It is only Brebegha Amnesty Benefiting Communities that youths had to use their allowance to build staff quarters (Teacher quarters), completed and commissioned at Peretoru in Bayelsa state. Some other things they have done included a school principal’s residence commissioned at Ekogbene; NYSC quarters at Ekogbene, classroom blocks in other communities.

Organizations like the Ijaw Youth Development Association, IYDA, are giving GCE and JAMB forms and youths are assisting Niger Delta widows with funds to buy empowerment tools Niger Delta disabled person’s forum and Niger Delta Blind Students Association as well as Ijaw women leadership forum, Arogbo women groups are also benefiting from the process.

Ekogbene, in Delta State community hired extra eight teachers to improve the primary and secondary school education standard. The community electrification project is kicking off before the end of this month because the engineers completed their assessment last week and these are coming from the allowances of the beneficiaries.

The strategy is that if the few who went to Obura contribute to physical development, it means all the whole community has benefited because the classroom block will serve the whole community. Another community called Enekorogha has almost completed six classroom blocks from foundation.

When the former speaker of Bayelsa House of Assembly, Hon. Debekeme, met me at Government House Yenagoa, recently he took the pain to tell persons around the wonders I have used amnesty to do in Peretoru town. The former Speaker is from Peretoru like me especially the empowerment of youths, staff quarters for teachers and construction of 500 capacity women conference hall with Guest House for commercial purposes.

How did you come up with this model of self help projects?
I was brought up in the South West. I know the secret of their community empowerment methods. Although greedy and selfish youths will resist the move but will be replaced because the slots were given to the community or organization and not to individuals. And individuals were not forced to represent the community or organization. Apart from youths who carry gun and went to war, others represent communities that recognize their roles.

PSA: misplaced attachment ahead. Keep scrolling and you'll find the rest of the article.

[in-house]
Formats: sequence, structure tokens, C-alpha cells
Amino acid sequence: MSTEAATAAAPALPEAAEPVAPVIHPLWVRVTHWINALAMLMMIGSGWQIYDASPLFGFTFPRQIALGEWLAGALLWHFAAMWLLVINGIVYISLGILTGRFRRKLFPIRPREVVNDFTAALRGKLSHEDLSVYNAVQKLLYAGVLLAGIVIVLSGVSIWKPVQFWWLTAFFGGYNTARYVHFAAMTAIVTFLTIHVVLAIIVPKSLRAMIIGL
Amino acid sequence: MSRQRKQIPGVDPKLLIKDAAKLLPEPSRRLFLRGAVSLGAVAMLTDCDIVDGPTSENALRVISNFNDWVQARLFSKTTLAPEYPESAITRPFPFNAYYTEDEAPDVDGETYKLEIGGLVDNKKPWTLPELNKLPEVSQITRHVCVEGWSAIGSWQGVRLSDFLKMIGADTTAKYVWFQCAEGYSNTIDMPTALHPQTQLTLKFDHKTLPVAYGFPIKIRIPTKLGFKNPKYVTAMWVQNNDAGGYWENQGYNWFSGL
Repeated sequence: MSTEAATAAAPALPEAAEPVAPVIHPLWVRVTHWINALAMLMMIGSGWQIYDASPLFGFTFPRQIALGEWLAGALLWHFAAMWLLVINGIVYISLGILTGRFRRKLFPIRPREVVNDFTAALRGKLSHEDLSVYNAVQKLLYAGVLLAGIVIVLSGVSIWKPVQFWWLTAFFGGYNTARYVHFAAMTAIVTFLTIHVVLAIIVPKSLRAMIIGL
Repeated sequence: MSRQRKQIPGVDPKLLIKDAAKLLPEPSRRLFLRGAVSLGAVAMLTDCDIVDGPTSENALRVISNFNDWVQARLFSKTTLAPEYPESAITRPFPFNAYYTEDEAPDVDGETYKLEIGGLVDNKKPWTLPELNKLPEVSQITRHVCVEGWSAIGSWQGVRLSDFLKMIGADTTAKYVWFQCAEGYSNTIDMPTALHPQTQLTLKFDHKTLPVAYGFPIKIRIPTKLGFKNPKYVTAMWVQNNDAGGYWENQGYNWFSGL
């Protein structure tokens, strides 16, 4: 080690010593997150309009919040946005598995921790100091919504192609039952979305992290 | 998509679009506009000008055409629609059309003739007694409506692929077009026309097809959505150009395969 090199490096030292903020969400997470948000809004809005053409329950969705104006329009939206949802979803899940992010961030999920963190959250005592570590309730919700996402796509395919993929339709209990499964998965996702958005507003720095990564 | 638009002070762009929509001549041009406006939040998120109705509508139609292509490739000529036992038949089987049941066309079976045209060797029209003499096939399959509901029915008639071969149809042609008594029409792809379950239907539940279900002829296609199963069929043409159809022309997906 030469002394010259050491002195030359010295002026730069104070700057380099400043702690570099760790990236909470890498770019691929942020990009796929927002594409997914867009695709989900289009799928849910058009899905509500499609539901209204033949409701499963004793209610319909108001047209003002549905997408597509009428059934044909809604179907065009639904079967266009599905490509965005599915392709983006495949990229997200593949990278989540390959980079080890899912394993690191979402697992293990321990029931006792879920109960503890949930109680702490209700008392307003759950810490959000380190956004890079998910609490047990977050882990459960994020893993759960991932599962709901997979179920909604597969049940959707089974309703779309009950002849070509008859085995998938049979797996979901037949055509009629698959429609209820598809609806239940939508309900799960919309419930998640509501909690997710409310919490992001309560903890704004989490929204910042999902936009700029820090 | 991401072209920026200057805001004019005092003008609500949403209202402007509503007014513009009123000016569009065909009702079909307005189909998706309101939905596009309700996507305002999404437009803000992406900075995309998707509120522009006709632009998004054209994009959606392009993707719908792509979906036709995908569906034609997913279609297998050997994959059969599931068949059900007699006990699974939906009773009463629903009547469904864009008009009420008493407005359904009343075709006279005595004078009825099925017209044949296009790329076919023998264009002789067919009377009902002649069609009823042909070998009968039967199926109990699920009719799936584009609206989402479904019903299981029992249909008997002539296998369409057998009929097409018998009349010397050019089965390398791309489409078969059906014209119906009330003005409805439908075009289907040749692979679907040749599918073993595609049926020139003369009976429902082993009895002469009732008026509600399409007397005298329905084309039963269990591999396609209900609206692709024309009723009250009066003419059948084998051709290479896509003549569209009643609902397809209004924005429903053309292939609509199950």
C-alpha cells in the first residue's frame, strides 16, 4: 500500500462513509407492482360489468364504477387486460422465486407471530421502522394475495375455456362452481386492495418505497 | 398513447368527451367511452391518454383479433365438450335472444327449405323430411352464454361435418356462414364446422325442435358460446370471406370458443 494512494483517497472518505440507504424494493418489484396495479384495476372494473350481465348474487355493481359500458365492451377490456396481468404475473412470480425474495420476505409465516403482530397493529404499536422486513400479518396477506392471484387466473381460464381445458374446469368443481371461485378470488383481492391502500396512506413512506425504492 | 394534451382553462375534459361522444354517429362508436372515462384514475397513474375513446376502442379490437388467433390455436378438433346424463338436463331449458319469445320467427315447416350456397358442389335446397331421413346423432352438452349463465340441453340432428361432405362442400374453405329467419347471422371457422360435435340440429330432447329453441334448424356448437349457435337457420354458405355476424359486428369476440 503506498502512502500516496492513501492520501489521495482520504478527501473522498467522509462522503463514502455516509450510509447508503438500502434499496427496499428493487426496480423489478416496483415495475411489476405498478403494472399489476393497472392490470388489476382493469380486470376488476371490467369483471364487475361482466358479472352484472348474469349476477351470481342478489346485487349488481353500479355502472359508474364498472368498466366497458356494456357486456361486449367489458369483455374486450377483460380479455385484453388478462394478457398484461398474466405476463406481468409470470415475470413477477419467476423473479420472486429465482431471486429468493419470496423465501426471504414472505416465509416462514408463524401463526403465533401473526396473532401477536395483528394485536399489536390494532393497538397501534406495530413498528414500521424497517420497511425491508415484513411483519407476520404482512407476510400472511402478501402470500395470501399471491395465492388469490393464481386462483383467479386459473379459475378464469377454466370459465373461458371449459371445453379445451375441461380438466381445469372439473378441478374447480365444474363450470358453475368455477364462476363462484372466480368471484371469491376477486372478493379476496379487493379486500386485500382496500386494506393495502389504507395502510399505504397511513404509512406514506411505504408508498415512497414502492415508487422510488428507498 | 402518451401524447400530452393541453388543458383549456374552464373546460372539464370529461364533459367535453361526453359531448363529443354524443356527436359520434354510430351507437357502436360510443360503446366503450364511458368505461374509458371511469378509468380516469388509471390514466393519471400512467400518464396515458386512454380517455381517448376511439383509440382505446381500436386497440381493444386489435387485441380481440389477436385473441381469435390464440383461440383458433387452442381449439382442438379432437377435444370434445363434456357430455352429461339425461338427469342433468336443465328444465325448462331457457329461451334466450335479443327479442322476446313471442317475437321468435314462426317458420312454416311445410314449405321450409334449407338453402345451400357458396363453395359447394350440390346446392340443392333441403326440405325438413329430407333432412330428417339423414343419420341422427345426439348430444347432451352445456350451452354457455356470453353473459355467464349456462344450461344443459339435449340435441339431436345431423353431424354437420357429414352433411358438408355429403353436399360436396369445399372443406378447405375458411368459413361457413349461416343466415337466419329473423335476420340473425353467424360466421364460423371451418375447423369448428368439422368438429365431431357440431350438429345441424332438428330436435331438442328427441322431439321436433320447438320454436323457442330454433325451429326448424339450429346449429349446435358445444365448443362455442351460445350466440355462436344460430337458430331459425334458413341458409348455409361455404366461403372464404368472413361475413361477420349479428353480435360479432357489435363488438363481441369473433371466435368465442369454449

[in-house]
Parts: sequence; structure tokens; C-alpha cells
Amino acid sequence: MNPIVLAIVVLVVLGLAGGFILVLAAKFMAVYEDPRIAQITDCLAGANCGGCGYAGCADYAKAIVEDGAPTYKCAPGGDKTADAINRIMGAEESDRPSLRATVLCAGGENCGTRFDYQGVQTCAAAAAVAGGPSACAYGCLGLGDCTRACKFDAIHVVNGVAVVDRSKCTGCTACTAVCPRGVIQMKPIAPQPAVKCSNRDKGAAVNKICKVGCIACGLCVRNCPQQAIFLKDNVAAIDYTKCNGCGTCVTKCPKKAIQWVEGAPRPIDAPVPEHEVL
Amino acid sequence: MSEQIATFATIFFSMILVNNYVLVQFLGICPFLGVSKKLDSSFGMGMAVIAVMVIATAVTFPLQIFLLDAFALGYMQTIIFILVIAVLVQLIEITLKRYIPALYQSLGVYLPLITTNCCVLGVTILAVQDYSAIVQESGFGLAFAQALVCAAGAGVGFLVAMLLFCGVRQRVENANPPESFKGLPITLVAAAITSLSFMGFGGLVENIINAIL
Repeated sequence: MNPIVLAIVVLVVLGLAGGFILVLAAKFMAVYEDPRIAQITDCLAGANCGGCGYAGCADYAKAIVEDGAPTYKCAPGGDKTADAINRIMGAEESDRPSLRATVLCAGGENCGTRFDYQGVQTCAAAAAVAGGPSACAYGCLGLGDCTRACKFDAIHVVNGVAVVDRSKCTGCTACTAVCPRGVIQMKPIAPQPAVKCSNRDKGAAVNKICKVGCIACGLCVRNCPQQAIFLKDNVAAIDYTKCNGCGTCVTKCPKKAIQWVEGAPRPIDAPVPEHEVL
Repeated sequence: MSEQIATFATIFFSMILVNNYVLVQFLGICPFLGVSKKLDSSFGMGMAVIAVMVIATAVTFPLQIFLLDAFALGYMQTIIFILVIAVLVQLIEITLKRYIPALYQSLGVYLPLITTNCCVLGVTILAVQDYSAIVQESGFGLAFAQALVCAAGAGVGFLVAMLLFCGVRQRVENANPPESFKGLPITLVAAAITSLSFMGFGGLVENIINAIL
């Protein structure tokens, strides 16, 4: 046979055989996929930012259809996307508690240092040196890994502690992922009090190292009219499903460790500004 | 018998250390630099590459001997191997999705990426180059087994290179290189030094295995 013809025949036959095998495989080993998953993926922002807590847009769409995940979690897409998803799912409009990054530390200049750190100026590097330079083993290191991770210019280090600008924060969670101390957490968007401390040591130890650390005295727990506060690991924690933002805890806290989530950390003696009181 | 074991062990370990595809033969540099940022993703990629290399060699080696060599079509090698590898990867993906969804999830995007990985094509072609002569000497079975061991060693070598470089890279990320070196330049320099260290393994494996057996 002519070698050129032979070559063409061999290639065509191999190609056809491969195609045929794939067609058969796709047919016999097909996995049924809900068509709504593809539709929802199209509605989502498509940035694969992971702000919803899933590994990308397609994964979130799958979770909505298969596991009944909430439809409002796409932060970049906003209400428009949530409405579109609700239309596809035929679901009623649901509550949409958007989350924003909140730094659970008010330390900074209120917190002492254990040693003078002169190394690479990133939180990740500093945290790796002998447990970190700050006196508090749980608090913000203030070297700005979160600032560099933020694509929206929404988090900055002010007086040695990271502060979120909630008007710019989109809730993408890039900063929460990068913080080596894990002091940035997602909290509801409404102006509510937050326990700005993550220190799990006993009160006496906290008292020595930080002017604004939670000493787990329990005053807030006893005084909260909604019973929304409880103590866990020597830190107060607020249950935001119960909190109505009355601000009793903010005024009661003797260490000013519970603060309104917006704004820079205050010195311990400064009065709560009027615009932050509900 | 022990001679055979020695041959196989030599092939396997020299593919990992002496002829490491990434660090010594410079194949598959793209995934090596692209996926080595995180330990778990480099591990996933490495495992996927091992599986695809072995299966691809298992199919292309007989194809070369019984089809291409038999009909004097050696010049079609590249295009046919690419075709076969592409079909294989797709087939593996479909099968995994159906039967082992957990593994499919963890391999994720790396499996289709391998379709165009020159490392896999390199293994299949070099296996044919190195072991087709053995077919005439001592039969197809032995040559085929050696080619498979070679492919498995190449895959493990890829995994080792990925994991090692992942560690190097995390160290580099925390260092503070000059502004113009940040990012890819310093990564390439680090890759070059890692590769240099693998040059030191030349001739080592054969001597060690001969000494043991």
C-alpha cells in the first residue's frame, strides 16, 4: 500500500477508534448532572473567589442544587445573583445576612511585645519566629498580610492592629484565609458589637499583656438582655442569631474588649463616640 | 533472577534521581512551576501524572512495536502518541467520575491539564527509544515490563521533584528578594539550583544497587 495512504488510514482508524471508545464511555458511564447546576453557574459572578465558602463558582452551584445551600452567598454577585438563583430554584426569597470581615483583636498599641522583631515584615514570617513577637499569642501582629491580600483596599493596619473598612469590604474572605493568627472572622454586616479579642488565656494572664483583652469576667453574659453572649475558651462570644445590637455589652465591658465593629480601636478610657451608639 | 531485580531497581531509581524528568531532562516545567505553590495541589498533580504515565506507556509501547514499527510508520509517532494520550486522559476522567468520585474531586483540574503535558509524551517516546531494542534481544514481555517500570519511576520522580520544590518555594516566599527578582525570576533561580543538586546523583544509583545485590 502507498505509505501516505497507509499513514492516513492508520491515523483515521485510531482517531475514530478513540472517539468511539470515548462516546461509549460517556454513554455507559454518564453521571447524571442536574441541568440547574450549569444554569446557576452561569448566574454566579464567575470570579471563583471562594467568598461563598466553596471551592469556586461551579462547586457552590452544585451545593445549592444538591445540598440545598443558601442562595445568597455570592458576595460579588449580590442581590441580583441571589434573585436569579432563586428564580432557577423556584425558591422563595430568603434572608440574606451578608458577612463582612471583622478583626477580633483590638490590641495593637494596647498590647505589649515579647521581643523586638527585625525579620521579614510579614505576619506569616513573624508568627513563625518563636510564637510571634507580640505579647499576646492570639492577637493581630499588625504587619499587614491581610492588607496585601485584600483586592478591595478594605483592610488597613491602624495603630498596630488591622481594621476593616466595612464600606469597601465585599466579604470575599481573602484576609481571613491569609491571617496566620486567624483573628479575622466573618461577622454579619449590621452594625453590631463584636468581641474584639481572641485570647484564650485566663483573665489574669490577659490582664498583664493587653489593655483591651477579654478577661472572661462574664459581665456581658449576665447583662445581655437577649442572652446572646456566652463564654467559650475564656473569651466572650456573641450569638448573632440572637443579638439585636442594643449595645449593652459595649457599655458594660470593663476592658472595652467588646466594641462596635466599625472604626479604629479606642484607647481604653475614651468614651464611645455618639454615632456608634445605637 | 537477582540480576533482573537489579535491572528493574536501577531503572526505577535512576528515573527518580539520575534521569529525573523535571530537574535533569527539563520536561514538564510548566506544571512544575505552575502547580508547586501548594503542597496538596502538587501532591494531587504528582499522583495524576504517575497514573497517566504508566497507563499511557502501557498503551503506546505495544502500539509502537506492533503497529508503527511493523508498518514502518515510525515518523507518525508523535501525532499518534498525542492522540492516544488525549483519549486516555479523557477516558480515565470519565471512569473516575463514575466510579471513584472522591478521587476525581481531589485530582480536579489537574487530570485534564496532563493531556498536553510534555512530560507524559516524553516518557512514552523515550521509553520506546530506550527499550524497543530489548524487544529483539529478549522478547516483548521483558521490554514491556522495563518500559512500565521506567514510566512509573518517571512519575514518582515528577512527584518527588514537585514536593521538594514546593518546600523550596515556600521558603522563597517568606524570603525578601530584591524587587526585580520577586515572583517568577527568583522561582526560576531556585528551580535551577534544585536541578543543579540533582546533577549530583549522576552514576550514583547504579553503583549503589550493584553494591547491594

As we speak, IYDA in Lagos is buying saloon dryers, sewing machines, pop corn making machines, laundry machines, ice cream making machines, among other items to empower the female members of the association and other Ijaw ladies in Lagos.

When Kingsley Kuku announced the deduction of the allowance of ex-agitators to raise N52 million to buy relief materials for flood victims, I was first to congratulate him because we have to make our youths to share whatever they have with others and anybody who refuse to cooperate will be sanctioned. Look at the Niger Delta today, we are not moving forward because of the greedy political class we have and if we produce another set of greedy youths, it means we are doomed forever.

What did you tell the president that needs urgent attention?
I told the president that we need jobs for the boys and girls graduating from training centres and that it is not Kingsley Kuku’s job to build industries that required the manpower we are training and I have suggested to the president how we can create industrialized Niger Delta for the present and future generation.

The oil companies can do what they are doing in other countries by using the bye-product of crude oil to produce textile, tyre, chemical and plastic industries and with the Atlantic Ocean by our region, we can go into commercial fishing and we can be the highest exporter of sea food after providing local consumption. If the federal government mandates the oil companies, state governments and federal agencies to sit down with industrialize the nation and foreign firms sign agreement to do this, I tell you the Niger Delta will become an industrialized zone in the world map.